By spring of 2006 the T-105 batteries were getting tired and were now too small for our increased use as well. I purchased twelve, 2 volt, 1766ah Surrette industrial batteries that are still what we use today. At 11.5 years old they are still going strong. I would consider getting another set when the eventually wear out. We like to have at least 5 days of autonomy to try to span the time between winter storms without generator use so a large battery bank is appreciated. We purchased a Sundanzer F-225 freezer that runs on the 24 volt battery. It’s large enough for all the huckleberries we can pick and other produce from the garden or meat when we get that.
In 2007 we bought a Kohler 10ERG 10KW generator that Backwoods offered at the time and hooked the propane line to it. It’s 350′ away from the house, over a hill and in an underground concrete block building facing away from our house. #2 copper wire was buried for transmission to the inverters. It cannot be heard from the house and the only way I know it’s even running is by looking at the Trimetric battery meter! It can be started from the house or auto started if needed when the batteries get low in the winter. No more trekking out into a snowstorm to turn the genny on or later in the evening when the batteries are charged and I’ve fallen asleep on the couch watching a movie to go turn it off! We generally only use it in the winter when sun is scarce here in North Idaho and usually use it less than 200 hours total per year. I expect to get over 8000 hours of use before I rebuild it or do any serious maintenance. That means it might be the last generator I ever need to purchase!
In 2008 we needed more water for the now larger garden, young fruit trees and grass so we had a second well drilled. It is only 225′ deep but is over 800′ from the batteries. I installed a Grundfos SQ Flex pump and ran a 240 volt line from the inverters to the pump. I use a timer to turn in on when we have extra power in the afternoons and we now have plenty of water for all our uses.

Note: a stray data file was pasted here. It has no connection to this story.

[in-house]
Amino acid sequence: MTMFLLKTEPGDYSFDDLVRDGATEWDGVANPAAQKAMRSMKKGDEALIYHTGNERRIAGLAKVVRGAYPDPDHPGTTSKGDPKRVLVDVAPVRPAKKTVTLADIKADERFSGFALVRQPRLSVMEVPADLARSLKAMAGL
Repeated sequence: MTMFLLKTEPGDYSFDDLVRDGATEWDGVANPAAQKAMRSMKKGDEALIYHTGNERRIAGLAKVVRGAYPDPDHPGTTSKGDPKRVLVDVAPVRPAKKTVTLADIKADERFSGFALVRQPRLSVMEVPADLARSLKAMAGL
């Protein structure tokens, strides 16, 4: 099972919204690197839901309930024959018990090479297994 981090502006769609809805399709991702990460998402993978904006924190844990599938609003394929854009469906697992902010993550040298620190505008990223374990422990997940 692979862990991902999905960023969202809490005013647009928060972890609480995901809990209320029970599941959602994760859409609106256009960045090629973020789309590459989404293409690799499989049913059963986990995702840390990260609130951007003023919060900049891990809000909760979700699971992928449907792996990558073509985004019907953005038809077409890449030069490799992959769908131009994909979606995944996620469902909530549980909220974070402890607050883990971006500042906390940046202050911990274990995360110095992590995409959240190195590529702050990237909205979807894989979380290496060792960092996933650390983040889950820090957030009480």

In 2009 we installed eight more SolarWorld panels on a third pole mount over 175′ from the batteries. We now had over 3400 watts of solar panels collecting sunshine. That meant we could run pretty much whatever we want including my small wire feed welder, 2HP air compressor and other shop tools. The biggest improvement to our lifestyle that more solar panels brought was a 20 CF Energy Star rated refrigerator. Less propane use and a bigger fridge is nice! It has an automatic ice maker and auto defrost. We like those features a bunch. It seems pretty decadent for off grid living but works great.
In 2012, I destroyed the Dankoff booster pump by running it dry accidentally (it had already survived being frozen once and several times when I hadn’t changed the filter soon enough it had been starved of water and did cavitate somewhat). The pump head was replaced with a new one and I did replace the brushes in the motor since they were about half worn out. That pump was used hard! It had run for hours and hours when I was watering the garden without problems other than filter changes but running dry was a deal breaker for the pump. Luckily parts are readily available and replacing the pump head was not hard at all. We continued to use the repaired pump for some time but we really wanted more GPM (gallons per minute) when we were watering and had several sprinklers going or soaker hoses being used. My solution was to retire the trusty booster pump to keep as a spare if needed in the future and install a Grundfos 10 SQ submersible pump inside the cistern. It does 10 GPM at 60 PSI and the sprinkler action picked up. We could now run multiple watering devices without much pressure drop. For example, I could shower while I had sprinklers going and not feel like the shower was weak. The pump does use more power than the 24 volt booster pump, but the upgrades to the power system easily kept up with the increased use.